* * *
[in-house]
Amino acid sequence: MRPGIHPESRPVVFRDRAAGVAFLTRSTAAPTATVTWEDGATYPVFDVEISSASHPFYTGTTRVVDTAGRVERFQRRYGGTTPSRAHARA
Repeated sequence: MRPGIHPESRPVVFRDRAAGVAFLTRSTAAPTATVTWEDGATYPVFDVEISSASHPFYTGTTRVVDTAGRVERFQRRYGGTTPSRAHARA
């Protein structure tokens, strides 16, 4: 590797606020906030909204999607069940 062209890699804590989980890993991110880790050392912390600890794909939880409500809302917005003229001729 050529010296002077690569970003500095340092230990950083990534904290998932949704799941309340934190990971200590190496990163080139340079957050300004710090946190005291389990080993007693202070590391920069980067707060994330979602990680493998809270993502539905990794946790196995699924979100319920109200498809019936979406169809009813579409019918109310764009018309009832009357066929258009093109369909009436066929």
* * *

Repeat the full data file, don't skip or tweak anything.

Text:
[in-house]
Amino acid sequence: MRPGIHPESRPVVFRDRAAGVAFLTRSTAAPTATVTWEDGATYPVFDVEISSASHPFYTGTTRVVDTAGRVERFQRRYGGTTPSRAHARA
Repeated sequence: MRPGIHPESRPVVFRDRAAGVAFLTRSTAAPTATVTWEDGATYPVFDVEISSASHPFYTGTTRVVDTAGRVERFQRRYGGTTPSRAHARA
């Protein structure tokens, strides 16, 4: 590797606020906030909204999607069940 062209890699804590989980890993991110880790050392912390600890794909939880409500809302917005003229001729 050529010296002077690569970003500095340092230990950083990534904290998932949704799941309340934190990971200590190496990163080139340079957050300004710090946190005291389990080993007693202070590391920069980067707060994330979602990680493998809270993502539905990794946790196995699924979100319920109200498809019936979406169809009813579409019918109310764009018309009832009357066929258009093109369909009436066929």